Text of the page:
Roll over, Cesar Chavez, here comes Silvia Lopez.
Silvia Lopez is a quiet, thoughtful 15-year Gerawan Farming employee, and the de facto leader of thousands of Central Valley farm workers who have been protesting for nearly a year to oust the United Farm Workers union from the farming company.
Seven hundred Gerawan farm workers took a day off without pay and descended on Sacramento Wednesday to attend a meeting at the Agricultural Labor Relations Board. Then they walked to the State Capitol to meet Gov. Jerry Brown.
Six of the farm workers tried to ask Brown to intervene with the ALRB to allow them to vote on whether to keep or oust the UFW from Gerawan Farming.
“Jerry Brown, we want an election at Gerawan Farming,” Lopez said, as she approached the governor’s office.
While waiting in the Capitol hallway outside, one of Brown’s employees poked her head out and asked, “Are you guys with the UFW?”
“No, we are against the UFW,” Lopez said. “We are farm workers with Gerawan Farming. And I am Silvia Lopez.”
But the governor didn’t respond. Instead, to talk with the workers, he sent Martha Guzman-Aceves, the Deputy Legislative Secretary for agriculture, environment and natural resources.
From Guzman-Aceves, Brown’s negative message was loud and clear. She is a former Legislative Coordinator for the United Farm Workers, AFL-CIO. She was co-founder of three non-profit organizations under the name, the Communities for a New California. It describes itself as “committed to empowering underrepresented communities in California’s Central Coast, San Joaquin Valley and South East Desert. CNC works to promote economic prosperity, community health, and accessible and accountable government with election and policy campaigns. CNC organizes communities around the issues that matter most to them through localized direct education activities, earned media, and training.”
The meeting with Guzman-Aceves lasted 45 minutes, during which Lopez told the story reiterating that the workers don’t want and don’t need the UFW at Gerawan Farming. She told Guzman-Aceves how she personally collected 90 percent of the workers’ signatures, but they were rejected by the ALRB.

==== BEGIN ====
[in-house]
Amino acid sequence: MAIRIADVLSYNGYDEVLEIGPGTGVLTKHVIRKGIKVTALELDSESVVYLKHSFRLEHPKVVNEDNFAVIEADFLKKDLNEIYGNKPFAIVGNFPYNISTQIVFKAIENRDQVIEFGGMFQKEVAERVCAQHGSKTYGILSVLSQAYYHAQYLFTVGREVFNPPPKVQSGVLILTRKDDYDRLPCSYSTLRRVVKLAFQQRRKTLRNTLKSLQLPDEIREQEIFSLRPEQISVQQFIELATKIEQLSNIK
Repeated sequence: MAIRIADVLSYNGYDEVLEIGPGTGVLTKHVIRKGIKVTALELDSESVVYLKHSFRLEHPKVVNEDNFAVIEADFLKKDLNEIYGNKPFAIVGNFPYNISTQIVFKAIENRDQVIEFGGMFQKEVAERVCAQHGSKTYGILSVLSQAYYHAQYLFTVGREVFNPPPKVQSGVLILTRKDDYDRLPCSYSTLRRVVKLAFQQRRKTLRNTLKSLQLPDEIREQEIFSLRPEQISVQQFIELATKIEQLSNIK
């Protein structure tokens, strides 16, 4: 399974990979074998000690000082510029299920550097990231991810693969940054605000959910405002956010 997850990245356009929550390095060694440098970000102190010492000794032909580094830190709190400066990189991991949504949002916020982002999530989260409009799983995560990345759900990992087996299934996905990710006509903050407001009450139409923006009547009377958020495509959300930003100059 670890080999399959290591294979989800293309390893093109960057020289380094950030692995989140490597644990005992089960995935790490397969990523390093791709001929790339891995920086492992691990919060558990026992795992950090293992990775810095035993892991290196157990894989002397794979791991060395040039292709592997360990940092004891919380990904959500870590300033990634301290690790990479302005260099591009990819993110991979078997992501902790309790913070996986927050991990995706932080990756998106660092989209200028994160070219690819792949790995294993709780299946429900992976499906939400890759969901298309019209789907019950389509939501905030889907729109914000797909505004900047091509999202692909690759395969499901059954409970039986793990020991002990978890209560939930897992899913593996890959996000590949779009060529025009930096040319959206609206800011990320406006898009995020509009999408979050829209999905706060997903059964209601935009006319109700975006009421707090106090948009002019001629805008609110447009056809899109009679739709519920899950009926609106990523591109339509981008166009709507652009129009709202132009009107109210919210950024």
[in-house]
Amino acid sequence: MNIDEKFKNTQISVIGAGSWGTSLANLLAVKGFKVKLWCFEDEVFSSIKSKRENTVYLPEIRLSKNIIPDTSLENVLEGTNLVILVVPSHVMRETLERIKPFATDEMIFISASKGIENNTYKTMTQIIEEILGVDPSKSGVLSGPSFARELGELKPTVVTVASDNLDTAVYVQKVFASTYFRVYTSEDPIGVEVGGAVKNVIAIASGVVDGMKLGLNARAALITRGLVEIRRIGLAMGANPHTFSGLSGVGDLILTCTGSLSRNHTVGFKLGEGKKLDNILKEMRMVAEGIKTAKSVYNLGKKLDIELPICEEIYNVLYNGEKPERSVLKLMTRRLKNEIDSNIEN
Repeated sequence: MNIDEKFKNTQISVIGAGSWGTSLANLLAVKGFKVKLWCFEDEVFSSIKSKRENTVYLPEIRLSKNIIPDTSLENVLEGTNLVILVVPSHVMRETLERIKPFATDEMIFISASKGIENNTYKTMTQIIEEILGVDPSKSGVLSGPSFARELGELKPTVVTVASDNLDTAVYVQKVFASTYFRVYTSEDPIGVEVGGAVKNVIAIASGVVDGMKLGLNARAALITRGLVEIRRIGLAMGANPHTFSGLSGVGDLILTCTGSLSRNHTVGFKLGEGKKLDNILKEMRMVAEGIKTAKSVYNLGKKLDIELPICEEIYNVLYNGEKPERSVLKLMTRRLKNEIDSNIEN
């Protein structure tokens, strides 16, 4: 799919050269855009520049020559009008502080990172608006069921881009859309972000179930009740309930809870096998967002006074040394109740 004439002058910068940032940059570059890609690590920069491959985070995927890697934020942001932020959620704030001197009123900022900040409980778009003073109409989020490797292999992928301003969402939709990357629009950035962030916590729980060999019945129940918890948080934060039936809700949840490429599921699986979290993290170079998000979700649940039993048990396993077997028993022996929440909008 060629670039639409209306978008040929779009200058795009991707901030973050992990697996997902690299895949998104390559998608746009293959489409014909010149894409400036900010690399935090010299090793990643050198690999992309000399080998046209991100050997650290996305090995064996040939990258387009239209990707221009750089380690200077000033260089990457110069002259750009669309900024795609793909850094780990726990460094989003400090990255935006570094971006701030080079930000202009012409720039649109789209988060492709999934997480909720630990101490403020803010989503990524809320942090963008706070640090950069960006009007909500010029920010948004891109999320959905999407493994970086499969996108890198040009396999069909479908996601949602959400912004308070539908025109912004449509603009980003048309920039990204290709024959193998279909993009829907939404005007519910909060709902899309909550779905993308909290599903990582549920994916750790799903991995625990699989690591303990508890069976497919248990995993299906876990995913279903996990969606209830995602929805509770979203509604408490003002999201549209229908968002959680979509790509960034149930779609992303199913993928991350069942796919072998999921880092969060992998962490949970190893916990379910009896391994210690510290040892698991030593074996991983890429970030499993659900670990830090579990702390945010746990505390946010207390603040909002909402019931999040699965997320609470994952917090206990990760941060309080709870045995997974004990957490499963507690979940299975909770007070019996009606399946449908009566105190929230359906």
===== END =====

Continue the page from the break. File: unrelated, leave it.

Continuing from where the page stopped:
The workers recounted the UFW harassment, and showed Guzman-Aceves Lopez’s swollen wrist.
Guzman-Aceves said she would call the ALRB area representative in Visalia. But Lopez said that would do nothing, as ALRB’s Visalia regional director, Silas M. Shawver, is the official who rejected the signatures, and has fought them every step of the way.
“Would you not like me to call him?” Guzman-Aceves asked.
Lopez explained again that they were there seeking intervention from the governor. “There’s no recourse for us. That’s why we are here,” she said. “We just want an election.”
But as Guzman-Aceves stood up to indicate the end of the meeting, Silvia Lopez shook her head and said, “Jerry Brown is not coming.”
“The ALRB issued a 12-page report which dismissed the workers’ petition,” said UFW communications director, Maria Machuca, when I called her. ”It was just a small group, the petition, and included forgeries and company involvement, which is illegal.”
“The ALRB invalidated the Gerawan decertification petition based on illegal employer involvement,” Machuca added in an email following my call. “In its review of the petitions signed by employees, the ALRB found a substantial number of forged signatures. Nothing demonstrates more disrespect for employees than forging their signatures on a legal document.”
The ALRB decision Machuca referred to was issued Sept. 25. “This Petition is invalid because is has not been accompanied by an adequate showing of interest,” the decision said. “In addition, the Petition is being dismissed because there is no reasonable cause to find the Petition presents a genuine question of representation.”
Ironically, because the workers were not represented by a union, they could not petition to get rid of the union.
Coming to Sacramento
Earler in the day, Lopez led 700 polite workers holding signs that said, “No UFW,” “Our Jobs, Our Choice,” and “Let us Vote.”
Despite the calm crowd, Lopez pointed out UFW infiltrators. Lopez told me she had an encounter with a couple of UFW representatives as the group’s seven buses arrived and parked on 10th Street in front of the Capitol. One of the UFW men grabbed and twisted her wrist and demanded to know who paid for the buses.